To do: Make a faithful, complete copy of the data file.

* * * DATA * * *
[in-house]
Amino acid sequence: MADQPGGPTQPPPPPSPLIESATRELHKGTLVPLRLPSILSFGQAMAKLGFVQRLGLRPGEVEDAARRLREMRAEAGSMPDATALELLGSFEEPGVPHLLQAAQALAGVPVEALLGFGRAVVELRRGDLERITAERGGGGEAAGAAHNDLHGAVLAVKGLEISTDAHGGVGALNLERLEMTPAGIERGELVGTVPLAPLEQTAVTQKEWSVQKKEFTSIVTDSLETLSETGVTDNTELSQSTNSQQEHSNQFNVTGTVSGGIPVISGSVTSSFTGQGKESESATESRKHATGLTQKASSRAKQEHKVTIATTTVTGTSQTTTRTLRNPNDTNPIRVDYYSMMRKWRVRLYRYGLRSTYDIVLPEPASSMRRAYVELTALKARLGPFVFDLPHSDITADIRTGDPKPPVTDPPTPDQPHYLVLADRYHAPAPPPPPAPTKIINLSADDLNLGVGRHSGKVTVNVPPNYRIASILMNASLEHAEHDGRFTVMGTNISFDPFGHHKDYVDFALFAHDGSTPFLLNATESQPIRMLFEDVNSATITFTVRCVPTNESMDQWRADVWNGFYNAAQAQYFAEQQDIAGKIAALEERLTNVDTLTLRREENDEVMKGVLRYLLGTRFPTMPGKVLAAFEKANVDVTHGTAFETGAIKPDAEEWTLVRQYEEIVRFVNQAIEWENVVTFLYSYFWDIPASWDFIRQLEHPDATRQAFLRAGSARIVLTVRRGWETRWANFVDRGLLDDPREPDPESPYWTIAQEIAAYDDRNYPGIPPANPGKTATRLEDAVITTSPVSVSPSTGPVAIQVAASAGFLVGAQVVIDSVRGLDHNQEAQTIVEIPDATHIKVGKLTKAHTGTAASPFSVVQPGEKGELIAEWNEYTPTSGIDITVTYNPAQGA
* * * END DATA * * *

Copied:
[in-house]
Amino acid sequence: MADQPGGPTQPPPPPSPLIESATRELHKGTLVPLRLPSILSFGQAMAKLGFVQRLGLRPGEVEDAARRLREMRAEAGSMPDATALELLGSFEEPGVPHLLQAAQALAGVPVEALLGFGRAVVELRRGDLERITAERGGGGEAAGAAHNDLHGAVLAVKGLEISTDAHGGVGALNLERLEMTPAGIERGELVGTVPLAPLEQTAVTQKEWSVQKKEFTSIVTDSLETLSETGVTDNTELSQSTNSQQEHSNQFNVTGTVSGGIPVISGSVTSSFTGQGKESESATESRKHATGLTQKASSRAKQEHKVTIATTTVTGTSQTTTRTLRNPNDTNPIRVDYYSMMRKWRVRLYRYGLRSTYDIVLPEPASSMRRAYVELTALKARLGPFVFDLPHSDITADIRTGDPKPPVTDPPTPDQPHYLVLADRYHAPAPPPPPAPTKIINLSADDLNLGVGRHSGKVTVNVPPNYRIASILMNASLEHAEHDGRFTVMGTNISFDPFGHHKDYVDFALFAHDGSTPFLLNATESQPIRMLFEDVNSATITFTVRCVPTNESMDQWRADVWNGFYNAAQAQYFAEQQDIAGKIAALEERLTNVDTLTLRREENDEVMKGVLRYLLGTRFPTMPGKVLAAFEKANVDVTHGTAFETGAIKPDAEEWTLVRQYEEIVRFVNQAIEWENVVTFLYSYFWDIPASWDFIRQLEHPDATRQAFLRAGSARIVLTVRRGWETRWANFVDRGLLDDPREPDPESPYWTIAQEIAAYDDRNYPGIPPANPGKTATRLEDAVITTSPVSVSPSTGPVAIQVAASAGFLVGAQVVIDSVRGLDHNQEAQTIVEIPDATHIKVGKLTKAHTGTAASPFSVVQPGEKGELIAEWNEYTPTSGIDITVTYNPAQGA